Airport reopens while Wiscasset, CMP, feds address pole issue

Fri, 07/22/2022 - 9:45am

    Wiscasset Municipal Airport Manager Rick Tetrev said in a phone interview July 20, he was a happy camper. About two hours earlier, with selectmen’s nod the night before, the airport reopened.

    Closed months ago for the runway’s redo, the town-owned airport was due to open earlier this month. Then came word the Federal Aviation Administration could not yet certify the airport to open as safe, due to a new utility pole that resulted from the years-long effort of getting easements and removing obstructions before the runway project could proceed, Tetrev said. The pole replaced one “right in front of” a home, he said. “(Central Maine Power) took that (pole) down and put the wires underground, and then erected (the new) pole.”

    Tetrev explained, FAA requirements called for reporting the pole to the agency so it can determine if the pole is a problem or not. “We did as we were supposed to and reported (it)” and, for now, the FAA is terming the pole a distraction, Tetrev said. “They said if you want to open, go ahead, but you’re going to be liable if there’s an accident because of that.” The FAA will do a study and is waiting to hear from the town on a plan for the pole, he said.

    According to Tetrev in the interview and pilot and Airport Advisory Committee Chair Steve Williams at selectmen’s July 19 meeting, the pole is near the woods, well away from the runway and is not what pilots are looking at when they land.

    Stantec’s Dave Nadeau, lead engineer on the runway project, said the pole is six or seven feet too tall, but about half the height of trees near it. He explained to selectmen, the FAA is not factoring in the trees, because those could someday be gone, leaving only the pole. The FAA is waiting on the airport and CMP to figure how to mitigate the issue, Nadeau said. The options, short of shortening the runway, appear to be shortening the pole or moving it further down Chewonki Neck Road, he said. The matter is being discussed with CMP and the other utilities that use the pole, he said.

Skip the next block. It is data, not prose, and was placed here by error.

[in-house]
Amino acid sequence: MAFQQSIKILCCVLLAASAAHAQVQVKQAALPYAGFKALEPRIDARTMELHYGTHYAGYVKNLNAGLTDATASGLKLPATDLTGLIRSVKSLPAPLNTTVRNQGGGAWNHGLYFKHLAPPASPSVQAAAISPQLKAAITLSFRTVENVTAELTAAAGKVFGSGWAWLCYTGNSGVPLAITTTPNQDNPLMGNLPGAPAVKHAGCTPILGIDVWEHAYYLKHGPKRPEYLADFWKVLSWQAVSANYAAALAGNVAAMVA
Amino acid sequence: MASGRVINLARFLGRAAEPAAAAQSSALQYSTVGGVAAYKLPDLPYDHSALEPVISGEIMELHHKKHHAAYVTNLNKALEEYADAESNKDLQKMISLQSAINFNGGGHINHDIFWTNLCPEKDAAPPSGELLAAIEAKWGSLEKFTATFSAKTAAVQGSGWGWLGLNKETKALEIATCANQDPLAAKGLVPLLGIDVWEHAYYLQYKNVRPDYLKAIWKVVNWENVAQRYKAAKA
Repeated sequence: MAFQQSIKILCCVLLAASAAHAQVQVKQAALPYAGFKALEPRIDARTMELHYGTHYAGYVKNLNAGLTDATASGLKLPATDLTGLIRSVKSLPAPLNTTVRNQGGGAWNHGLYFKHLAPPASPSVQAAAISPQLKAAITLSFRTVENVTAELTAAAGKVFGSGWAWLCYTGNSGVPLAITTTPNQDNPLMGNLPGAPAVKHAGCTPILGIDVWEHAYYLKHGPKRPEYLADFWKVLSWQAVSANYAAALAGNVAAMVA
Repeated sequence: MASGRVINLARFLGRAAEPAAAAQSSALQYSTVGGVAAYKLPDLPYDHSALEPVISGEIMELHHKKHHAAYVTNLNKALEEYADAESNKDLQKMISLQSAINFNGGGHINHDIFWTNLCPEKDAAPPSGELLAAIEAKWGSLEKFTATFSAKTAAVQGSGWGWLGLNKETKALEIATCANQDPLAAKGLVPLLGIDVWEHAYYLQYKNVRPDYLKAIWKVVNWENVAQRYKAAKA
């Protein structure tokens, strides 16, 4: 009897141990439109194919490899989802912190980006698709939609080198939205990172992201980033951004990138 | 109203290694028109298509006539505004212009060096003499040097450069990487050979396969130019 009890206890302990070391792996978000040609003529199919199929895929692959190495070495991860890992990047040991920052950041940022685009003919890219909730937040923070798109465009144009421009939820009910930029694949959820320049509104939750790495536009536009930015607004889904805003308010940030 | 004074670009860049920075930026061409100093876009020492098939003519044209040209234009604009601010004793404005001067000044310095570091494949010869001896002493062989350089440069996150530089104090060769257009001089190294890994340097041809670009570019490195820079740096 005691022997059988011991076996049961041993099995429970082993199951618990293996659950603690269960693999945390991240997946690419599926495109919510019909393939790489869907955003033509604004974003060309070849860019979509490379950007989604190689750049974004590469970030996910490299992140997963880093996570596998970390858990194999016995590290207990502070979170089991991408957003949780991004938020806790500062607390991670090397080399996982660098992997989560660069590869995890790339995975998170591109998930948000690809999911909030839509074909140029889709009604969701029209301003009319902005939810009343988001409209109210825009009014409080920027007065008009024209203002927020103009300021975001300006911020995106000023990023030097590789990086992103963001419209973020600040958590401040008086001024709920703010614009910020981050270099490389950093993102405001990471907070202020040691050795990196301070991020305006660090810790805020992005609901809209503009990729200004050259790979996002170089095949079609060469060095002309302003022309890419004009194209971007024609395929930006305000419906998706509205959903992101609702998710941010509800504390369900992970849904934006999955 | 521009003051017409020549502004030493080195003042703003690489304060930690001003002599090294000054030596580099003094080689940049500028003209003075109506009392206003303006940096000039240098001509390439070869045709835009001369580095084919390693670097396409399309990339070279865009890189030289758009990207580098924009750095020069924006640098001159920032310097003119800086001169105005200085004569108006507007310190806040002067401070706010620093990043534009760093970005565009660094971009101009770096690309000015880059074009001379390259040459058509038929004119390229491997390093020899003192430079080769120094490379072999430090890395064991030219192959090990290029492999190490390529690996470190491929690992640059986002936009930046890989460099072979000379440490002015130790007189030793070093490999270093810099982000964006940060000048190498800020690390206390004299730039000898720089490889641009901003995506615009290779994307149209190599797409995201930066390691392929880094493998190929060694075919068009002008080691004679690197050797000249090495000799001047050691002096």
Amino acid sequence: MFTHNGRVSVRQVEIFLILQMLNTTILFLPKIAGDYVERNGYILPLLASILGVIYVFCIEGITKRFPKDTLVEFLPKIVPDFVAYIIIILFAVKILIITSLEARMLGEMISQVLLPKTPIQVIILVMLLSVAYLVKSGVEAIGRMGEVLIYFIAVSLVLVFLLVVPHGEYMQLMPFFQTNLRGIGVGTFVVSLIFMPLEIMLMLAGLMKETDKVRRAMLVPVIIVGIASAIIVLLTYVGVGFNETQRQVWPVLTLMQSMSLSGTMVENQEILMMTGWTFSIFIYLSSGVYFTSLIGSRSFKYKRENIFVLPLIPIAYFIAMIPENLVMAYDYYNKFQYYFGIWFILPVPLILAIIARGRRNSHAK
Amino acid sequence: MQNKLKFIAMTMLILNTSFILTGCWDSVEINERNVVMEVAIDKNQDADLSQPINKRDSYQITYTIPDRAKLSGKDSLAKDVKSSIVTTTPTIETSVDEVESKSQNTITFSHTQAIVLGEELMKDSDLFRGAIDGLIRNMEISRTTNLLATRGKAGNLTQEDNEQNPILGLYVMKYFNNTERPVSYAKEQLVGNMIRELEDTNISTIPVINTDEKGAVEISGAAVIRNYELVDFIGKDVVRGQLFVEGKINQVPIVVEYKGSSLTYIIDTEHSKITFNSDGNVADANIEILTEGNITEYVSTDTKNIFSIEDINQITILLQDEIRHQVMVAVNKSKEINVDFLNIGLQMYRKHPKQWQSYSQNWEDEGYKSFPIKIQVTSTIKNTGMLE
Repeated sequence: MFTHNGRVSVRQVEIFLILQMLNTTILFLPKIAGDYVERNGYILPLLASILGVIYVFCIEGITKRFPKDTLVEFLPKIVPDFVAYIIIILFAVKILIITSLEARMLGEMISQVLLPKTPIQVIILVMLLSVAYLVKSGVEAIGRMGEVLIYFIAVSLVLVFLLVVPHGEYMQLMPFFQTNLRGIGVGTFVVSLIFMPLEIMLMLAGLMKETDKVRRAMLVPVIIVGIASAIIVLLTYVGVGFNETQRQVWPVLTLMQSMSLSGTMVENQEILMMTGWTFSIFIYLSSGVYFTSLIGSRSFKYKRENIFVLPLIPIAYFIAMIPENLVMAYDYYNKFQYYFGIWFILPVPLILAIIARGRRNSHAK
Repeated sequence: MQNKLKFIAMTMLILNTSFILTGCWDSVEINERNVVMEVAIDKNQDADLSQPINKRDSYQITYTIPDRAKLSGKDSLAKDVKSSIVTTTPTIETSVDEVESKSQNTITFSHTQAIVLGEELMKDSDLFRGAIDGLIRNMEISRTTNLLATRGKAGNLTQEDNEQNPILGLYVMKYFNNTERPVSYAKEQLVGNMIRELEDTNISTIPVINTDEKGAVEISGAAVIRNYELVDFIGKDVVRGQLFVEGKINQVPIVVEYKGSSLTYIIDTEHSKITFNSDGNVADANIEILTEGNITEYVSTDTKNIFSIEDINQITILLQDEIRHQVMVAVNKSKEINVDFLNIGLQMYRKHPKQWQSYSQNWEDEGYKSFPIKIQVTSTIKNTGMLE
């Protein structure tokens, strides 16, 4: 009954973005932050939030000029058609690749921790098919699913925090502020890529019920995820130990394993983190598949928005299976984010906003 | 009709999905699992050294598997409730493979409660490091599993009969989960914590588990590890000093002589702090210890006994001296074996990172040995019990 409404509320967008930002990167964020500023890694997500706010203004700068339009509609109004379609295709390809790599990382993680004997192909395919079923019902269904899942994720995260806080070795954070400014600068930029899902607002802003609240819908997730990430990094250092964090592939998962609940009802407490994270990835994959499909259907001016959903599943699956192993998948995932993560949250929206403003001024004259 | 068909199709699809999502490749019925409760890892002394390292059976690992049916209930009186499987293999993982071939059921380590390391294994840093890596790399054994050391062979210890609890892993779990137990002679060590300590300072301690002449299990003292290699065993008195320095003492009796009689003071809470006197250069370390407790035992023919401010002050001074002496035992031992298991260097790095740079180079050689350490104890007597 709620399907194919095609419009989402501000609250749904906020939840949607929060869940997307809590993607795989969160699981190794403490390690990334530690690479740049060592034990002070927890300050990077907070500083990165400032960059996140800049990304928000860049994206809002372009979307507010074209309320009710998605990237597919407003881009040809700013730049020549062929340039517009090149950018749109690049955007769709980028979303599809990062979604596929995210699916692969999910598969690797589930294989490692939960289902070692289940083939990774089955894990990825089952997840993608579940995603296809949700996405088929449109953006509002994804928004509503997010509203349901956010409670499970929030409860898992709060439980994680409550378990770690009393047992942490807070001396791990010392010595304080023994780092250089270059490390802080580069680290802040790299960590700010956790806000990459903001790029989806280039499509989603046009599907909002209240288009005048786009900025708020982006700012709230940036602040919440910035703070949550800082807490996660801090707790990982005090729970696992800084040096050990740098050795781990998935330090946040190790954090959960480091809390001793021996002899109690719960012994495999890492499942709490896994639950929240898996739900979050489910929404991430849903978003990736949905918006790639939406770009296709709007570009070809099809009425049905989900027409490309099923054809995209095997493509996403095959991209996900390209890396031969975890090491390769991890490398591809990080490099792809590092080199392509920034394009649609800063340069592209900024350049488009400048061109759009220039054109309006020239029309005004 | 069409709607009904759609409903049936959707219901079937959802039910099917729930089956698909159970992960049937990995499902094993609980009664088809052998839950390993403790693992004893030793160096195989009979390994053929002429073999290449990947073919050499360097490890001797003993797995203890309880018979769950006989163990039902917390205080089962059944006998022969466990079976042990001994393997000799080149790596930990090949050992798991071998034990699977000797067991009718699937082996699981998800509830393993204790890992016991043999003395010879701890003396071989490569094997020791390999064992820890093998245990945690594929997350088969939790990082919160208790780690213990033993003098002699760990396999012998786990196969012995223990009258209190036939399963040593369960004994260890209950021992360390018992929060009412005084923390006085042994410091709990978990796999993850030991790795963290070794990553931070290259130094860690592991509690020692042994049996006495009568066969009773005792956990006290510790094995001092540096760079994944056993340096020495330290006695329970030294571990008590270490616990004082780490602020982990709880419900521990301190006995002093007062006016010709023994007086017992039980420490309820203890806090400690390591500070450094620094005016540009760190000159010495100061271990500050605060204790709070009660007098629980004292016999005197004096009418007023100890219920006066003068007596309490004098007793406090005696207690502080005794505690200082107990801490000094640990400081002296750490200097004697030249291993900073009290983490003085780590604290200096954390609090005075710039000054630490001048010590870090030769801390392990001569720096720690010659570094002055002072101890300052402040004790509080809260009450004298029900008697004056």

“Right now we’re in ... a temporary no man’s land, where FAA cannot make a determination, so we’ve got a nice, brand new runway that’s closed without an airspace determination,” Nadeau said.

    Tetrev told selectmen, “There are a lot of people affected by this (continued closure), and not in a good way.” Elaborating in the interview the next day, he said it impacts tourists and businesses, and hangar owners who have had to store their planes at, and fly out of, other airports. And WMA would rather they not get comfortable using the other ones, Williams said. “We want them back here at Wiscasset.”

    “This is unbelievable,” Selectman Terry Heller said. She suggested camouflaging the pole as a tree like she said is done for cell towers. Town Manager Dennis Simmons said the idea was raised and is not an option.

    CMP spokesman Catharine Hartnett explained to Wiscasset Newspaper in response to questions Friday, poles have wires running on them and servicing them would be unsafe if the poles were covered with camouflage.

    Selectman Dusty Jones said in the July 19 meeting, he did not care what is done about the pole, he did not want to delay the airport’s opening. “I think it’s a very slim chance that it would be a problem” for a pilot, he said.

    Selectmen’s Chair Sarah Whitfield asked if her understanding from the discussion was correct, that if the town reopened the airport now, the town would be  “kosher” with the FAA while the agency awaits the town’s proposed solution, and then if the FAA rejects it, “we could then shut (the airport) down, so that they don’t,” and another solution can be found. Correct, Nadeau said.

    The board unanimously passed Jones’ motion for Simmons and Tetrev to work with CMP on the “most suitable, quickest” plan for the pole and in the meantime open the airport.

    John Sowles, president of a hangar owners’ group at the airport, took a moment to praise Tetrev to the board. Tetrev has been doing a fabulous job, for years on the project and every day for the airport, including being a great ambassador representing the town for people who come in from all over the country, Sowles said.